PORTLAND — Not a single day goes by without someone asking me about, or complaining to me about “people from away.” There is a solidly entrenched, pervasive myth that poor and homeless people from all over America are flocking to Portland because we’re “too generous.”

This perception has been the subject of discussions among business groups, neighborhood meetings and even in the mayoral race.

Preble Street has usually steered clear of these discussions because, frankly, if a human being comes to our doors saying they’re hungry and they need food, or they’re homeless and need a roof over their head, or they’re scared and alone and need someone to talk to, we’re not going to ask for a Maine state ID before we welcome them, feed them, or offer them unconditional support. That is our job; that is our mission.

But, given the emotion and even anger around this issue, we feel compelled to weigh in.

Every urban area in the country is struggling with increased homelessness and hunger. Every one. The job market, the housing market, the economy in general is stretching the capacity of homeless shelters and soup kitchens to the very limit. And every one of those urban areas has the same mythology that Portland has.

“Community leaders” in Burlington, Vt., say that their shelters are full of people from Boston. Boston blames New York. Asheville, N.C., points the finger at Charlottesville, Va. And so on, and on and on.

For more than 20 years, I’ve been doing this work and have had countless conversations with people running shelters in other parts of the country. Every single one — every one — has to battle this same myth in their city.

And when I ask my colleagues from other states if they know of homeless people moving to Maine, they invariably laugh. And then ask, “Maine? Why would a homeless person move to Maine? It’s cold up there!”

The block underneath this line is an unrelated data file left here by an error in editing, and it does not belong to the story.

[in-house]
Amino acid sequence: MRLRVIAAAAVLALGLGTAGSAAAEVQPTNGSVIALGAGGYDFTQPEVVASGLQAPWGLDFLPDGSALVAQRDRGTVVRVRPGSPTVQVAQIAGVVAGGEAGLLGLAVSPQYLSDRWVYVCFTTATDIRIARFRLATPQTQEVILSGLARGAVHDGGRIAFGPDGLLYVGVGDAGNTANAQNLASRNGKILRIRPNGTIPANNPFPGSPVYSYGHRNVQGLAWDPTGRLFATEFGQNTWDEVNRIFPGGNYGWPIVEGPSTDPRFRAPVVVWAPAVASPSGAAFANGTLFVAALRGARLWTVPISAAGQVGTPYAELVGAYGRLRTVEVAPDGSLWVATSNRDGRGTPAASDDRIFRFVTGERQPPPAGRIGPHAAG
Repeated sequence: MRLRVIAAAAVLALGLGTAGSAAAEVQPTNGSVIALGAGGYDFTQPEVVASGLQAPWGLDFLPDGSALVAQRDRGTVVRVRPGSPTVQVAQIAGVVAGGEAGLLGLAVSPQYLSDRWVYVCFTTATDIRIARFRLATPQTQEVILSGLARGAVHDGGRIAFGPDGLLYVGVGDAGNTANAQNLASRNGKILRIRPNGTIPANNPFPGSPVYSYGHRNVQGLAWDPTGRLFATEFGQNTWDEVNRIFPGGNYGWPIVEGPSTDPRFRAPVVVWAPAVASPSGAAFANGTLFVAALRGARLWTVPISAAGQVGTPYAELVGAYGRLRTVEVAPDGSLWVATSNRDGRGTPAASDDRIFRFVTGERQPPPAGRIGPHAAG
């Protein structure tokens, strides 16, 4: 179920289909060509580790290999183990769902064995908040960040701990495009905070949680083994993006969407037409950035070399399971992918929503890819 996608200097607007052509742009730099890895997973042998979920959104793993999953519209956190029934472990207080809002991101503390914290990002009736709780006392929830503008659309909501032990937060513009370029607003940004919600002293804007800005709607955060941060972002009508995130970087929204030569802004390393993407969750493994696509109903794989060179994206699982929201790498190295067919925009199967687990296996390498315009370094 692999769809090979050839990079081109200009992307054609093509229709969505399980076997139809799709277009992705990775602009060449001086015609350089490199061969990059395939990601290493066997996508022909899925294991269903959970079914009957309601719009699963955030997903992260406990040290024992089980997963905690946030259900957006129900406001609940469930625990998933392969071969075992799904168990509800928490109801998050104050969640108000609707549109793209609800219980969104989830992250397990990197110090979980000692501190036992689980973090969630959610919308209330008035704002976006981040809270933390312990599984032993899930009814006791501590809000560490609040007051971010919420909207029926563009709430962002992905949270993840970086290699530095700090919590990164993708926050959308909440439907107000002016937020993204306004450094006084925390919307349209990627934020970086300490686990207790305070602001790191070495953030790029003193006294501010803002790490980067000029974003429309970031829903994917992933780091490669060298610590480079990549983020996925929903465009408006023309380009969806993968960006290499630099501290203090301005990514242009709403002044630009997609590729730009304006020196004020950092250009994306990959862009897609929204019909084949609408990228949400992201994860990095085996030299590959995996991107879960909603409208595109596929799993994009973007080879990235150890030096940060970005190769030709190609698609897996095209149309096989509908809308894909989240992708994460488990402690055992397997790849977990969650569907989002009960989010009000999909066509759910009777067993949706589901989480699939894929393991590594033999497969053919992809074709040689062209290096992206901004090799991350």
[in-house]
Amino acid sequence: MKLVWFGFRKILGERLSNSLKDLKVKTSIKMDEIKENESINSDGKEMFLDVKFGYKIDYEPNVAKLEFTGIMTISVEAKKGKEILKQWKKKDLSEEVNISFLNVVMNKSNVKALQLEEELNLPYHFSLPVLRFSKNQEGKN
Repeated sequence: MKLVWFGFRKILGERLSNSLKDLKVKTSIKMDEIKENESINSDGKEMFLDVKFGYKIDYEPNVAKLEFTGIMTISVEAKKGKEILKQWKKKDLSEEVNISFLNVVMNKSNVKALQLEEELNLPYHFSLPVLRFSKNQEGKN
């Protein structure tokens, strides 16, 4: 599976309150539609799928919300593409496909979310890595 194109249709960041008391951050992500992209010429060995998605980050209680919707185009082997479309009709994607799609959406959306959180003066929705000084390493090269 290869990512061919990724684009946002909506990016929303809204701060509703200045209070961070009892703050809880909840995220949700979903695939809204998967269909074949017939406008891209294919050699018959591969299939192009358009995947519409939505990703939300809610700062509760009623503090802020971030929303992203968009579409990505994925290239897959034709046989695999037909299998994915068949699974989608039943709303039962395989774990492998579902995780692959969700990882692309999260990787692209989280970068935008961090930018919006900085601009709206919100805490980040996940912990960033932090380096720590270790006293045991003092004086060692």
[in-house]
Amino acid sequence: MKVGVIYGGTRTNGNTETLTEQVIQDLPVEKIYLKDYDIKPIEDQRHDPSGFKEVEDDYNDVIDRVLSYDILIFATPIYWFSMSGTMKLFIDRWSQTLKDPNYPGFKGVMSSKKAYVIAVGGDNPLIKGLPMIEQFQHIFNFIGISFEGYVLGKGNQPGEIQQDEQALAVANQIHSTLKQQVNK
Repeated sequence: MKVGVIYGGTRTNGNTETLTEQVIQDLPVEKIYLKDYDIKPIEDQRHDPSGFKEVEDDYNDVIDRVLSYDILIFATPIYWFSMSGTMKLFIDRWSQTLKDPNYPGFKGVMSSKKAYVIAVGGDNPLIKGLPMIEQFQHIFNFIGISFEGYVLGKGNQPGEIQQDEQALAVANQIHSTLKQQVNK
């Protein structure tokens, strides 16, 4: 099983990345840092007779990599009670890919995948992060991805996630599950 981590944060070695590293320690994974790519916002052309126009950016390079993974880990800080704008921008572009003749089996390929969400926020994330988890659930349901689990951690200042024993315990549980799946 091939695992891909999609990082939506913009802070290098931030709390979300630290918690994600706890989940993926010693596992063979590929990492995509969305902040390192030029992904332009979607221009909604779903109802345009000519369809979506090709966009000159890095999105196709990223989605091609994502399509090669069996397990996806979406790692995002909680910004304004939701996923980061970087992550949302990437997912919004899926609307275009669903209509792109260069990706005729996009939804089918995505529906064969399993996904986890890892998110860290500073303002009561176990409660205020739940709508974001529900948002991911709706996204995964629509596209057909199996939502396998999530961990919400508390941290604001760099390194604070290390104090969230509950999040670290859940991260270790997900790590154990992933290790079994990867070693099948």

That is not to say we never see people in our shelters from other states. Of course we do. Our businesses, our schools, our neighborhoods, our Legislature, our churches, are also full of people from away. Nearly all of them come to Maine because of a personal connection, an educational opportunity, or the promise of some kind of job — the same reasons anyone moves from one state to another. None of them comes here for the long lines at a soup kitchen or the crowded mats at a shelter.

And for those whose opportunities don’t pan out, whose jobs evaporate or whose families fall apart, make no mistake about it: Life on the streets of Portland is not attractive by any reasonable measures.

The biggest shelter in Portland, the Oxford Street Shelter, averages 180 people each night, sleeping on mats on the floor, inches away from strangers. Last month, 95 people in Portland shelters were homeless for the first time in their lives.

I strongly suspect that most people who characterize our community as “too generous” have never been to a shelter and would be absolutely appalled at the conditions there. It looks like a refugee camp, not a dorm. Not a group home. Rooms full of masses of people who have nothing, the majority of whom are seriously ill, frail and vulnerable.

Sadly, it is all too often the instinct to target the stranger, the outsider. But we need to stop perpetuating falsehoods and scapegoating people who are already shamed, already exposed, already demeaned and misunderstood.

Any one of us who has a meal, and a safe place to sleep tonight, must fight the urge to accuse and malign. Instead, we have to find a way to offer solace and refuge, and banish myths that diminish our humanity.

Rather than criticizing the municipal and faith-based and nonprofit agencies and the thousands of volunteers who work tirelessly to alleviate the suffering around them, let us instead join them in recognizing each person — whether part of our family, our city, our state, our country, or the world — as our brother or sister.

— Special to The Press Herald